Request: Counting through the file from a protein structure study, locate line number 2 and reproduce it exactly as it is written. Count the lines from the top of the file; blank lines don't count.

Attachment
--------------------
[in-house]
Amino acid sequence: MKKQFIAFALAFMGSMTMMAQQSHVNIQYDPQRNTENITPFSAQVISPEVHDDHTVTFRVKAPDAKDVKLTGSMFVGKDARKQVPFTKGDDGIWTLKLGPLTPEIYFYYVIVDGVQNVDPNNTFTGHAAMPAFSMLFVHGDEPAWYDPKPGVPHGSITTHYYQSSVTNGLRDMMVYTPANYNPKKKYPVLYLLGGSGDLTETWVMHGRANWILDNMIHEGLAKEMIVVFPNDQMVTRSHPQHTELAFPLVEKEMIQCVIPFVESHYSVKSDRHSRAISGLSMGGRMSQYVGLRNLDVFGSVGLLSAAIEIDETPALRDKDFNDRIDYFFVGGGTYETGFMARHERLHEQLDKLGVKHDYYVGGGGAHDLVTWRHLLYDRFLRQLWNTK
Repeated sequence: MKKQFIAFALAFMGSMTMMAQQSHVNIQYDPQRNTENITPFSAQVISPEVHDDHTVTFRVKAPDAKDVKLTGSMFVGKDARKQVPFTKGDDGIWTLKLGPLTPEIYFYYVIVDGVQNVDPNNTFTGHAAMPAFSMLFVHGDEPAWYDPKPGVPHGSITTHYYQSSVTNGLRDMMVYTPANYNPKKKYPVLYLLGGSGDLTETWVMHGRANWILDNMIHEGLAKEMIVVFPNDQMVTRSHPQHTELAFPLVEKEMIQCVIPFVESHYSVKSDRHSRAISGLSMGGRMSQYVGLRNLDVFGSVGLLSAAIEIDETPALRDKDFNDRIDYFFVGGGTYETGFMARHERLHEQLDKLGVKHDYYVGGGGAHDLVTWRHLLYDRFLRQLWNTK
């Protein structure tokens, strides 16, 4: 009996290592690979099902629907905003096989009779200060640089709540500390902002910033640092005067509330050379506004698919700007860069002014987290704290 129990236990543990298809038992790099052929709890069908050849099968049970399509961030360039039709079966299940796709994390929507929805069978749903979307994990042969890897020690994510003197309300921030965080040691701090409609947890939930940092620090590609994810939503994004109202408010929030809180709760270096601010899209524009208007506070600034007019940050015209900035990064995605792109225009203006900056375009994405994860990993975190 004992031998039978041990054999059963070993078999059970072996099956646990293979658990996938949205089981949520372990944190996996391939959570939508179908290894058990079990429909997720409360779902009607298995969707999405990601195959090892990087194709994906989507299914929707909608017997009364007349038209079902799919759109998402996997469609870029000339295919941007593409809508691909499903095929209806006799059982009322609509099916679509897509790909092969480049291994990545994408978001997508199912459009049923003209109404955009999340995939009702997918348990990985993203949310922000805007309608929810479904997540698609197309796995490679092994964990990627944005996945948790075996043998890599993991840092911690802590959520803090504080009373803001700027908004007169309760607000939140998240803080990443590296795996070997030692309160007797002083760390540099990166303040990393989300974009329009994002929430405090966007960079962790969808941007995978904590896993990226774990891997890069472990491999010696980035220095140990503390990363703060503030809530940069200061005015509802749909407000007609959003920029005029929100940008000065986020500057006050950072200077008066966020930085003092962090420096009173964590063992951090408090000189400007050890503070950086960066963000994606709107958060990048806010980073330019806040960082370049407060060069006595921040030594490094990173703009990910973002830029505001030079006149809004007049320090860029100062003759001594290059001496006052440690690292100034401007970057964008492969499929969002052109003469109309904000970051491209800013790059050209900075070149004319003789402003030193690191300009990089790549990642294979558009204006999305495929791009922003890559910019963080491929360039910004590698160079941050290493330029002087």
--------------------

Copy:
Amino acid sequence: MKKQFIAFALAFMGSMTMMAQQSHVNIQYDPQRNTENITPFSAQVISPEVHDDHTVTFRVKAPDAKDVKLTGSMFVGKDARKQVPFTKGDDGIWTLKLGPLTPEIYFYYVIVDGVQNVDPNNTFTGHAAMPAFSMLFVHGDEPAWYDPKPGVPHGSITTHYYQSSVTNGLRDMMVYTPANYNPKKKYPVLYLLGGSGDLTETWVMHGRANWILDNMIHEGLAKEMIVVFPNDQMVTRSHPQHTELAFPLVEKEMIQCVIPFVESHYSVKSDRHSRAISGLSMGGRMSQYVGLRNLDVFGSVGLLSAAIEIDETPALRDKDFNDRIDYFFVGGGTYETGFMARHERLHEQLDKLGVKHDYYVGGGGAHDLVTWRHLLYDRFLRQLWNTK